Gantz calls on Netanyahu to stand aside as parliament is sworn in
Israel has sworn in its newly elected parliament for what could be a very short term after the country's second inconclusive election of the year left it with no new government on the horizon.
The typically festive event was marked mostly by uncertainty, as the two main candidates for prime minister sniped at each other over who should lead the country.
It also came in parallel to Prime Minister Benjamin Netanyahu's high-profile pre-indictment hearing on corruption charges, which have threatened to end his political career and contributed to the paralysis of the country's political system.
Neither Mr Netanyahu nor his chief rival Benny Gantz has been able to build a parliamentary majority with their natural allies. They now depend on each other for a unity government as the only likely alternative to an unprecedented third election in less than a year.
Talks between the two sides appear to have stalled, though, with Mr Netanyahu insisting on remaining prime minister and holding on to his ultra-Orthodox and nationalist partners. Mr Gantz's centrist Blue and White party is sticking to its campaign vow not to sit with Mr Netanyahu because of his perilous legal standing.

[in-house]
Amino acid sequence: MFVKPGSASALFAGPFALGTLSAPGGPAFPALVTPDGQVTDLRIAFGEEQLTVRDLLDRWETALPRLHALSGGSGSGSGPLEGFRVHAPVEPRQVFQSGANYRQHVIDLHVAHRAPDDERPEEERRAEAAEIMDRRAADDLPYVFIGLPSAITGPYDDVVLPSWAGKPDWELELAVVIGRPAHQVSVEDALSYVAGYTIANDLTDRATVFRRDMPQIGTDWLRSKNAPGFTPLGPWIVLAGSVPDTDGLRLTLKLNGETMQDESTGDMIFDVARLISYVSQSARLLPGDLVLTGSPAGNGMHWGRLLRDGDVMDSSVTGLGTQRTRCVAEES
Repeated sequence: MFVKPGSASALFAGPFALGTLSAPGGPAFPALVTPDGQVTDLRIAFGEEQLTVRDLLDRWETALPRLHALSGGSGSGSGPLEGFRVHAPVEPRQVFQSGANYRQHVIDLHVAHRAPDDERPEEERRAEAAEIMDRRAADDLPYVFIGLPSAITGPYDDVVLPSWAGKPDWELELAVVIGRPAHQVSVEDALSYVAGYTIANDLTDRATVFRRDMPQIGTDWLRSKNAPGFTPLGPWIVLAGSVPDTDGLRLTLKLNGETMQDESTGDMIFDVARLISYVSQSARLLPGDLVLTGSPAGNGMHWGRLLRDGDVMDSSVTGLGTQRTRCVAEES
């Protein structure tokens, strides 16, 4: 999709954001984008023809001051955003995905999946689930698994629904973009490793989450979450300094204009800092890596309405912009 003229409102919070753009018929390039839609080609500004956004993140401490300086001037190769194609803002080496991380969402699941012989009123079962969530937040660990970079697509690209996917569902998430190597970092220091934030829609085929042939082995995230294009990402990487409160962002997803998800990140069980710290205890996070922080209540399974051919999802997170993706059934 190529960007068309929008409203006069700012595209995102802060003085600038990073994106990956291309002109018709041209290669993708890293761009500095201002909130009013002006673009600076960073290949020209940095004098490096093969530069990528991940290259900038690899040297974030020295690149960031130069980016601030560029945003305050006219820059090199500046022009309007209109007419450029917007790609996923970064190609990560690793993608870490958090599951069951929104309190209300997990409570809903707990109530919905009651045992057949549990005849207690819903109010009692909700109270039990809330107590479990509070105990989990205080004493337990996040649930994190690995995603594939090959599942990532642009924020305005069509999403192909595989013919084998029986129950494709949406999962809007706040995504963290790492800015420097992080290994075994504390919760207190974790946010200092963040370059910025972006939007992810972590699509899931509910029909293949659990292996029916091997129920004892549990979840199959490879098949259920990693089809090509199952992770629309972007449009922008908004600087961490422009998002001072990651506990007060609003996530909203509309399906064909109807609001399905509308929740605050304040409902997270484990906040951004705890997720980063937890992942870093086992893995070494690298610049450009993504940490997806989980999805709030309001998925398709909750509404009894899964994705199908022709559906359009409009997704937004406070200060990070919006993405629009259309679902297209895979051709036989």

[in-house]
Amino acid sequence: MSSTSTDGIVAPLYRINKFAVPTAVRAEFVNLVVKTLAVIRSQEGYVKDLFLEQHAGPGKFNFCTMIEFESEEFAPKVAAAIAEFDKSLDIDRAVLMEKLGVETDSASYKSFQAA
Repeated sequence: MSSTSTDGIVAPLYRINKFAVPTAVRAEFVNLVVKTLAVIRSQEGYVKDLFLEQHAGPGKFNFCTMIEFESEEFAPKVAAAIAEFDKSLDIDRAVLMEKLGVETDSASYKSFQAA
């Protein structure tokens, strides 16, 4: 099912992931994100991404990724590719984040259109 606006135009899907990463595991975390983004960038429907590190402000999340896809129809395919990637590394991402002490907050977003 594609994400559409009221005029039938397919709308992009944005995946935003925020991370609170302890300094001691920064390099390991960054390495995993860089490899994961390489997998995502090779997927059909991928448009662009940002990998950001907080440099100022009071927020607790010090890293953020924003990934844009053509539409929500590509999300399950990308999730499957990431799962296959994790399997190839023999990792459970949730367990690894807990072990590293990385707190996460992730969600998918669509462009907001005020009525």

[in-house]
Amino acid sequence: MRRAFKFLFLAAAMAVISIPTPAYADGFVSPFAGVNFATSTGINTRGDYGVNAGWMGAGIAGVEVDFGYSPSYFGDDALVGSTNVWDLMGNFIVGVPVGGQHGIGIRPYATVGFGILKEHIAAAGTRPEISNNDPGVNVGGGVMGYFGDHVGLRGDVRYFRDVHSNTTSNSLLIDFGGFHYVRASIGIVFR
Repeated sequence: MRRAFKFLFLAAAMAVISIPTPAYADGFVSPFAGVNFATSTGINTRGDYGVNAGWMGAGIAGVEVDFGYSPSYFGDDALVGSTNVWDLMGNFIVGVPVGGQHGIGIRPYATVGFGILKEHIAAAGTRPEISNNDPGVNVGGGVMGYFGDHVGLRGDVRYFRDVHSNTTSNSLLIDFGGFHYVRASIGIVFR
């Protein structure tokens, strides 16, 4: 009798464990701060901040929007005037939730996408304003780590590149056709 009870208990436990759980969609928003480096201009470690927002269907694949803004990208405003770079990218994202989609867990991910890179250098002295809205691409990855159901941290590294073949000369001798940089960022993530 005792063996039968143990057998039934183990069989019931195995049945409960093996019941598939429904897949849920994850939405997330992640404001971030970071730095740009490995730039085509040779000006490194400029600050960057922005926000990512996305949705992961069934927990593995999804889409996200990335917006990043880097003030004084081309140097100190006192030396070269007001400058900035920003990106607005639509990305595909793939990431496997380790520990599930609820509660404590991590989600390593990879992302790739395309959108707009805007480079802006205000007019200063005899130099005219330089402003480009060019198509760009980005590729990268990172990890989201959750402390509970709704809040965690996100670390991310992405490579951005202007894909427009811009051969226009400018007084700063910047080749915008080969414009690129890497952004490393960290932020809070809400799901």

"The right thing for the citizens of Israel, especially at this time, is for the prime minister to be busy working for them and not preoccupied with indictments," Mr Gantz said at a party meeting. "I call upon Netanyahu: Do not barricade yourself in your position. We will take the reins from here and lead the country for the good of the citizens."
For the sake of unity, Mr Gantz's deputy, Yair Lapid, announced he was forgoing a previous arrangement to share the premiership should they come to power.
"It's far more important to me that there's unity in the country. That there won't be another election. That this country begins a healing process," he said.
Mr Netanyahu said he had no intention of stepping down and it was the "will of the people" to form a unity government with him.